Fire Chief or Shelter EPA stoves feedback

Mrpelletburner Posted By Mrpelletburner, Feb 9, 2018 at 9:01 AM

  1. Mojappa

    Mojappa
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    It’s consumed about 6 of the 476 posts in this thread, I’m pretty sure the thread will survive.
     
  2. brenndatomu

    brenndatomu
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    Ummm....yeah, you're new here aren't you...threads have been locked up for less
     
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  3. Mojappa

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    Right on, I'll just laugh to myself then. Back to Puff the Magic Smoke Dragon
     
  4. Medic21

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    I fixed it. Sorry guys, I guess I have a very different sense of humor.
     
  5. brenndatomu

    brenndatomu
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    Now that's funny!
     
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  6. JRHAWK9

    JRHAWK9
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    nah, not in the least. The Octo Cooler furnace still sucks as much as it did before any of the non-PC comments were made. ;lol

    ecto-cooler-slimer-hi-c.jpg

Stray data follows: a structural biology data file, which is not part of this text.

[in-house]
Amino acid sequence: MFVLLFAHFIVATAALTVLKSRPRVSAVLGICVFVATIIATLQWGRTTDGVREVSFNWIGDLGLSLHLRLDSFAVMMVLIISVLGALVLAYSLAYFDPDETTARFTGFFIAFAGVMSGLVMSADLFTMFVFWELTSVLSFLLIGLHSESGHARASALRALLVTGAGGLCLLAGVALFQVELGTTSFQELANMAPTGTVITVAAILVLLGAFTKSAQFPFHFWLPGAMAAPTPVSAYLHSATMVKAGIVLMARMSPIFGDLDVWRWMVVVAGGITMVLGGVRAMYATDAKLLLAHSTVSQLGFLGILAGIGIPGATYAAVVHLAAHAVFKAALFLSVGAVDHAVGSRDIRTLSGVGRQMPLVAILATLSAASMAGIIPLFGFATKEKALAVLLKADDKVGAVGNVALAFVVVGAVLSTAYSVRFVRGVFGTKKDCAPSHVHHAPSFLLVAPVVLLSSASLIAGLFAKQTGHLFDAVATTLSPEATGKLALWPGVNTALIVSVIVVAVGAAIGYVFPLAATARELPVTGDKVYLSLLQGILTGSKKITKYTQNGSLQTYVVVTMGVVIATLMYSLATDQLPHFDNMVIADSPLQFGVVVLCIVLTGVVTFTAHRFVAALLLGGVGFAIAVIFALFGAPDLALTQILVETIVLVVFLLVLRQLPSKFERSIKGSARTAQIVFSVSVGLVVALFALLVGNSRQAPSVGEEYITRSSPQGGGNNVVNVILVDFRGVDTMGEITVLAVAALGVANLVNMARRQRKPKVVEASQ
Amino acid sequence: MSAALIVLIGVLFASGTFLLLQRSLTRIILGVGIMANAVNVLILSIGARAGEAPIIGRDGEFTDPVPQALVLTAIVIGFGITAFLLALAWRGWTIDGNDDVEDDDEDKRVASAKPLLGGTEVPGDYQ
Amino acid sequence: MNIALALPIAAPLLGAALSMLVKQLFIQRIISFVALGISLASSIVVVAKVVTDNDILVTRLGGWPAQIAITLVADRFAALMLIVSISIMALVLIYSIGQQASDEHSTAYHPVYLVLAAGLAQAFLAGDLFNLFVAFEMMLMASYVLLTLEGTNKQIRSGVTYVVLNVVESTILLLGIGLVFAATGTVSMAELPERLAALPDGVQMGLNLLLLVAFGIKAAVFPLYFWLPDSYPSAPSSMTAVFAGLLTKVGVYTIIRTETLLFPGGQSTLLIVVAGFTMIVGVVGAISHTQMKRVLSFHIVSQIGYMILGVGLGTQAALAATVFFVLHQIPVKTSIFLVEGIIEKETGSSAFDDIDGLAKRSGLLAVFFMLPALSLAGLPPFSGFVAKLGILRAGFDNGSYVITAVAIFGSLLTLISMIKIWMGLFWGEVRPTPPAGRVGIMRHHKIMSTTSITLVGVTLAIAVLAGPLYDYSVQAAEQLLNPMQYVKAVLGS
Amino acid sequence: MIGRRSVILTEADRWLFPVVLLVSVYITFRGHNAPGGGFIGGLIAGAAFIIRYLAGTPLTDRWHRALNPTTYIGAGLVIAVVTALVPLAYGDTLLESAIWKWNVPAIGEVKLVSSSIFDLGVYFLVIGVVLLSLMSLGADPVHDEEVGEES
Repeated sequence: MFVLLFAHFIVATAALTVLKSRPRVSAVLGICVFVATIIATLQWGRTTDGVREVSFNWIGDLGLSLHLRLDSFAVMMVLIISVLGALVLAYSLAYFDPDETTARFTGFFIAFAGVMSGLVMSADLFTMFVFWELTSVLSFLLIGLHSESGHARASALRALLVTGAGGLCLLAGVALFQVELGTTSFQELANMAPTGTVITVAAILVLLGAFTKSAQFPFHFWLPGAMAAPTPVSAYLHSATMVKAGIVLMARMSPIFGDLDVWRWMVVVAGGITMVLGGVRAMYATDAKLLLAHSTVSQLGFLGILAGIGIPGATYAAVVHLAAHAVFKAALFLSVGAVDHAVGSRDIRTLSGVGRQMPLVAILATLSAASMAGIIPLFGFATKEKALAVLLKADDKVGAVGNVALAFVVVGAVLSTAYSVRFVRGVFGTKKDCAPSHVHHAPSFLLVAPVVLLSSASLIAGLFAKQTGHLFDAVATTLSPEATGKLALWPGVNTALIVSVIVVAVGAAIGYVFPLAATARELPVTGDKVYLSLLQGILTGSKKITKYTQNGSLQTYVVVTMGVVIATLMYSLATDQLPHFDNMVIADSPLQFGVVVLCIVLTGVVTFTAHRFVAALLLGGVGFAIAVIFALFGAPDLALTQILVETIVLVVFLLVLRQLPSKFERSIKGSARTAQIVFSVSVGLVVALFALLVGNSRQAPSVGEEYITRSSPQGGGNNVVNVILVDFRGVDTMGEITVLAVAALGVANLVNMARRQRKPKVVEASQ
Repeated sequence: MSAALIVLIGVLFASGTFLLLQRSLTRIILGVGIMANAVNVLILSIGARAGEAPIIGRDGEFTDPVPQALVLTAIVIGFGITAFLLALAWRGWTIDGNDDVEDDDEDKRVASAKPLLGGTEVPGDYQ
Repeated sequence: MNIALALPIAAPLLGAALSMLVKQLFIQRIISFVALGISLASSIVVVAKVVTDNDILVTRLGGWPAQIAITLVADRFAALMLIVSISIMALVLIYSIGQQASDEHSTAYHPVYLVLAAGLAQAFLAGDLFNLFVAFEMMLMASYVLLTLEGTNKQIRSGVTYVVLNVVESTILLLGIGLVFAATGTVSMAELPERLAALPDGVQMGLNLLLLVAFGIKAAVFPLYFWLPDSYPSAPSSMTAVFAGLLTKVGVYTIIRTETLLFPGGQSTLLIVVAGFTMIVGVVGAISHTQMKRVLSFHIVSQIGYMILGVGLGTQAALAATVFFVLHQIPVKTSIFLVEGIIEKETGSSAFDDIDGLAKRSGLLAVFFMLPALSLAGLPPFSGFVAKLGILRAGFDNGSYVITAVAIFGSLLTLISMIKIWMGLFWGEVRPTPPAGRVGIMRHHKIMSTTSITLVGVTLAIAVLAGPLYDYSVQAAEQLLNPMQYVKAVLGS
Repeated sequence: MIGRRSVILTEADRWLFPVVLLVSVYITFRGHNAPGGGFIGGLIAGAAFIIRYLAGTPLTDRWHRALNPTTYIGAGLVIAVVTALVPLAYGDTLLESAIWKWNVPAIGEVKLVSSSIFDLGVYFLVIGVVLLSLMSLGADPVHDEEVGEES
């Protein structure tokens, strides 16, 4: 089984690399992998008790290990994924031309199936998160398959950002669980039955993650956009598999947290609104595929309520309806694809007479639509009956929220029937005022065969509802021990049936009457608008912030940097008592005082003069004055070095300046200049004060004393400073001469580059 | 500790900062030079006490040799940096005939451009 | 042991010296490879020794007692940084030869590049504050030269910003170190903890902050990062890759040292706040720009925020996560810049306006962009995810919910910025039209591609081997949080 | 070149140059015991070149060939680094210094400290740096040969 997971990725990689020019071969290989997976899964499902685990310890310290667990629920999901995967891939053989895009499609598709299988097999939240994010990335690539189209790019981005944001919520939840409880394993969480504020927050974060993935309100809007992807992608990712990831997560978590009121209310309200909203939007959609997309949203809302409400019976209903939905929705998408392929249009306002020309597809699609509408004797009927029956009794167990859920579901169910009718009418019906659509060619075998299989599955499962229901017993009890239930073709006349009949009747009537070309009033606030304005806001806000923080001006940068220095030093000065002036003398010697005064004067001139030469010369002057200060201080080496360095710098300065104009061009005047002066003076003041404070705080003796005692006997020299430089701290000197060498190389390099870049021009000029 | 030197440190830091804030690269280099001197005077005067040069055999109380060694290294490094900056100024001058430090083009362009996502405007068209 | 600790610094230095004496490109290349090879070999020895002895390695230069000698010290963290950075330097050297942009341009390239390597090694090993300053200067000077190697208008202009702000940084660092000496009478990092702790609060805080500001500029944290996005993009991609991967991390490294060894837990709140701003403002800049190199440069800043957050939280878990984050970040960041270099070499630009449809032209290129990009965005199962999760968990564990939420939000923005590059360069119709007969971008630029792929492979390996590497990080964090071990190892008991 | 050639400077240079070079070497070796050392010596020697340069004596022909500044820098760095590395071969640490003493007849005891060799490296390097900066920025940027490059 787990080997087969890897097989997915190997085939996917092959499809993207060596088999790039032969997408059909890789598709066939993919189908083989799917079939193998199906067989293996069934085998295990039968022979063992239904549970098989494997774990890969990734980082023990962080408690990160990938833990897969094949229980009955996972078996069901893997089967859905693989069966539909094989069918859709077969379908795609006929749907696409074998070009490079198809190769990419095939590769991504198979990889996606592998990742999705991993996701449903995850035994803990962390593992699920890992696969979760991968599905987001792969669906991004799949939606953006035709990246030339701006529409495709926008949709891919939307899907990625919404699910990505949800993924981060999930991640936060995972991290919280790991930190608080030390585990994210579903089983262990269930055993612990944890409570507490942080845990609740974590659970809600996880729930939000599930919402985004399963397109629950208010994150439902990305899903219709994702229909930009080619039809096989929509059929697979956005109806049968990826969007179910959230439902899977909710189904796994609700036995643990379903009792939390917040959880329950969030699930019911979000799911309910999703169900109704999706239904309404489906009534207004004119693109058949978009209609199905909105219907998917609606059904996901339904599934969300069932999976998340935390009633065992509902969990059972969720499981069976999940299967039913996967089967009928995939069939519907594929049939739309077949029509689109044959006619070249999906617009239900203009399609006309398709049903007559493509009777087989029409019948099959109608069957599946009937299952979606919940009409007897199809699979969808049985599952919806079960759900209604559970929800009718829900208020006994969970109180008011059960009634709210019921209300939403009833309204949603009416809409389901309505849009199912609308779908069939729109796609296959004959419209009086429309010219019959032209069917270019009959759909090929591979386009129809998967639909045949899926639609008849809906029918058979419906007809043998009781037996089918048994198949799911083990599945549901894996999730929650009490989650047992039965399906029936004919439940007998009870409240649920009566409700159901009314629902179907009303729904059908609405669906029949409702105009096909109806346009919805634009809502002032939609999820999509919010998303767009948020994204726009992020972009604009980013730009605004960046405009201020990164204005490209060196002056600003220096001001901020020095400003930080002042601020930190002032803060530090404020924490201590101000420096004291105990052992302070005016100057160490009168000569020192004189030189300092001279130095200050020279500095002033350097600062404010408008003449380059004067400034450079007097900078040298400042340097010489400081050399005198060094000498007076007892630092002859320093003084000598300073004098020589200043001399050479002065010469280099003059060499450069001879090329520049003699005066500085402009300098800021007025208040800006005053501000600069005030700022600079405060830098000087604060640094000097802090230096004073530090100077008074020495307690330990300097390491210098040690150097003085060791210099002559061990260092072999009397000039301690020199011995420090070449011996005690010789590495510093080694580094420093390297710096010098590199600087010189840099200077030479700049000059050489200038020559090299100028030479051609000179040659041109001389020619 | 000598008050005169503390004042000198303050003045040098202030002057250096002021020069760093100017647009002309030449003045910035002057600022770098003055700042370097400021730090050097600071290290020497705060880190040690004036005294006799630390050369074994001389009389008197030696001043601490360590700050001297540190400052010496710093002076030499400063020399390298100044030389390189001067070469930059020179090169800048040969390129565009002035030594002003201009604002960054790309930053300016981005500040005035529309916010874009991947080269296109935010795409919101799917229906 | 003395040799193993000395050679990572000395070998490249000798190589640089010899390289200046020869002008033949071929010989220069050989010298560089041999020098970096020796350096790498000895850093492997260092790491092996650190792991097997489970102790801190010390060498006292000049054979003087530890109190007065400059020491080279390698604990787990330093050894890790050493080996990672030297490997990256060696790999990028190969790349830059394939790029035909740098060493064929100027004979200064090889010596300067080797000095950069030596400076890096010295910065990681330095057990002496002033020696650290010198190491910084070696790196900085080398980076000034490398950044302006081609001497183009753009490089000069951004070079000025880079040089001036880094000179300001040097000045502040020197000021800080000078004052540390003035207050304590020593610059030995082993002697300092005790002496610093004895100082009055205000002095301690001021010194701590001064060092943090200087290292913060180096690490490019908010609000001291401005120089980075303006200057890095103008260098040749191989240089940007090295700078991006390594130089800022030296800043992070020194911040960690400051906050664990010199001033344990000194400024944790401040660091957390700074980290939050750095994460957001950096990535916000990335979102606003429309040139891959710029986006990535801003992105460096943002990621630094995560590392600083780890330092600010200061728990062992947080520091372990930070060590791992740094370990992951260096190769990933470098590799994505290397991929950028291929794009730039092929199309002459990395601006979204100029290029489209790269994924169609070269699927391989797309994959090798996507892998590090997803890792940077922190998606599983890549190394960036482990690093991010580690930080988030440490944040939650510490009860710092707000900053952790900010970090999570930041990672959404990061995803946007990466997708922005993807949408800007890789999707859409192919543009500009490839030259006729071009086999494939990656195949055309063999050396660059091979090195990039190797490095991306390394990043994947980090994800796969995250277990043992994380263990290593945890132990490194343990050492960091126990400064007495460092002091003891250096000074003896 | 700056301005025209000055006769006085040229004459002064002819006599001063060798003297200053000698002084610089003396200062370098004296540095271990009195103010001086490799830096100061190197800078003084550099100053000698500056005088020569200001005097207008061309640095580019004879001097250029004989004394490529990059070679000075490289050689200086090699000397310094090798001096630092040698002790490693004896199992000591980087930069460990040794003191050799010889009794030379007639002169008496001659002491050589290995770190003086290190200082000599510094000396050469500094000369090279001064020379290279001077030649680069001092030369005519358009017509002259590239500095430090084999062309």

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  7. maple1

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    It's not really that I myself find it personally offensive or something like that - it's just that it's the kind of thing that gets threads shut down on here. And this one has been one of the more epic ones on here - that I would hope would yet see some sort of resolution for the OP and maybe other users.
     
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  8. STIHLY DAN

    STIHLY DAN
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    My 2 cents. I believe there is a combination of things going on here. 1st, i am willing to bet your wood IS on the wet side. 2nd, from the pics of the flue, there is no way there is enough draft unless chimney is hot. lastly design of unit has flaws. I think medic1 may be having better luck because his wood is probably drier and he probably has better draft. So he still has design issues that are not except-able, but not as glaring as yours. Wet wood needs more air, even with good draft. Low draft with the door open will allow more air in the chamber to burn. Your puff backs are probably coming from your wood making a lot of wet smoke and when things get hot or you get a wind gust, or a high ambient pressure, it ignites making a boom. My unit is the easiest to use ever, but if I have a cold unit, cold chimney, and not freezing weather, then load wet wood, I will have issues until the unit and chimney get hot. It is what it is "thermo dynamics" again, just my 2 cents.